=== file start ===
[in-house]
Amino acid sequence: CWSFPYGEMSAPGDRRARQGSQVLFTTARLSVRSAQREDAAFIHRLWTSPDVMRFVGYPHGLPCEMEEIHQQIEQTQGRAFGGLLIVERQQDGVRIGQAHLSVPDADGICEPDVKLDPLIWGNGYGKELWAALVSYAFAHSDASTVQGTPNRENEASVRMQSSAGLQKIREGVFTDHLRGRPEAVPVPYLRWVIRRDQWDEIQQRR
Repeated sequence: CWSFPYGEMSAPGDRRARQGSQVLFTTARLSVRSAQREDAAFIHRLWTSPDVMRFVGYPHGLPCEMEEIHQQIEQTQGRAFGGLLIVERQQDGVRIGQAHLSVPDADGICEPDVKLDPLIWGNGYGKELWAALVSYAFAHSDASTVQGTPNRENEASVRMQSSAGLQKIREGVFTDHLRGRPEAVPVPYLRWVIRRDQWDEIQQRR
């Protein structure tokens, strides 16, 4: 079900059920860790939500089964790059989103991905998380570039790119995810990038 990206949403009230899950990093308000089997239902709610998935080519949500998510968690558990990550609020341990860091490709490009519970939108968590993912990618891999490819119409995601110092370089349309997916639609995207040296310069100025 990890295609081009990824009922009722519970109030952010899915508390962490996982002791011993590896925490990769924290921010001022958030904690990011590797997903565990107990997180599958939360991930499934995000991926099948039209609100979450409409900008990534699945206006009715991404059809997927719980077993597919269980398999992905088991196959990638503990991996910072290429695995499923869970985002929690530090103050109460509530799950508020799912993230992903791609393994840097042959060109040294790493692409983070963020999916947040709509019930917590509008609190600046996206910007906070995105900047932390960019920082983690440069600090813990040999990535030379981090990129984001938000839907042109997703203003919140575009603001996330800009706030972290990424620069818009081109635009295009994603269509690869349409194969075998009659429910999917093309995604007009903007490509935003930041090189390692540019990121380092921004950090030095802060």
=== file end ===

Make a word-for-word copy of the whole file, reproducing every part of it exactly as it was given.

[in-house]
Amino acid sequence: CWSFPYGEMSAPGDRRARQGSQVLFTTARLSVRSAQREDAAFIHRLWTSPDVMRFVGYPHGLPCEMEEIHQQIEQTQGRAFGGLLIVERQQDGVRIGQAHLSVPDADGICEPDVKLDPLIWGNGYGKELWAALVSYAFAHSDASTVQGTPNRENEASVRMQSSAGLQKIREGVFTDHLRGRPEAVPVPYLRWVIRRDQWDEIQQRR
Repeated sequence: CWSFPYGEMSAPGDRRARQGSQVLFTTARLSVRSAQREDAAFIHRLWTSPDVMRFVGYPHGLPCEMEEIHQQIEQTQGRAFGGLLIVERQQDGVRIGQAHLSVPDADGICEPDVKLDPLIWGNGYGKELWAALVSYAFAHSDASTVQGTPNRENEASVRMQSSAGLQKIREGVFTDHLRGRPEAVPVPYLRWVIRRDQWDEIQQRR
């Protein structure tokens, strides 16, 4: 079900059920860790939500089964790059989103991905998380570039790119995810990038 990206949403009230899950990093308000089997239902709610998935080519949500998510968690558990990550609020341990860091490709490009519970939108968590993912990618891999490819119409995601110092370089349309997916639609995207040296310069100025 990890295609081009990824009922009722519970109030952010899915508390962490996982002791011993590896925490990769924290921010001022958030904690990011590797997903565990107990997180599958939360991930499934995000991926099948039209609100979450409409900008990534699945206006009715991404059809997927719980077993597919269980398999992905088991196959990638503990991996910072290429695995499923869970985002929690530090103050109460509530799950508020799912993230992903791609393994840097042959060109040294790493692409983070963020999916947040709509019930917590509008609190600046996206910007906070995105900047932390960019920082983690440069600090813990040999990535030379981090990129984001938000839907042109997703203003919140575009603001996330800009706030972290990424620069818009081109635009295009994603269509690869349409194969075998009659429910999917093309995604007009903007490509935003930041090189390692540019990121380092921004950090030095802060």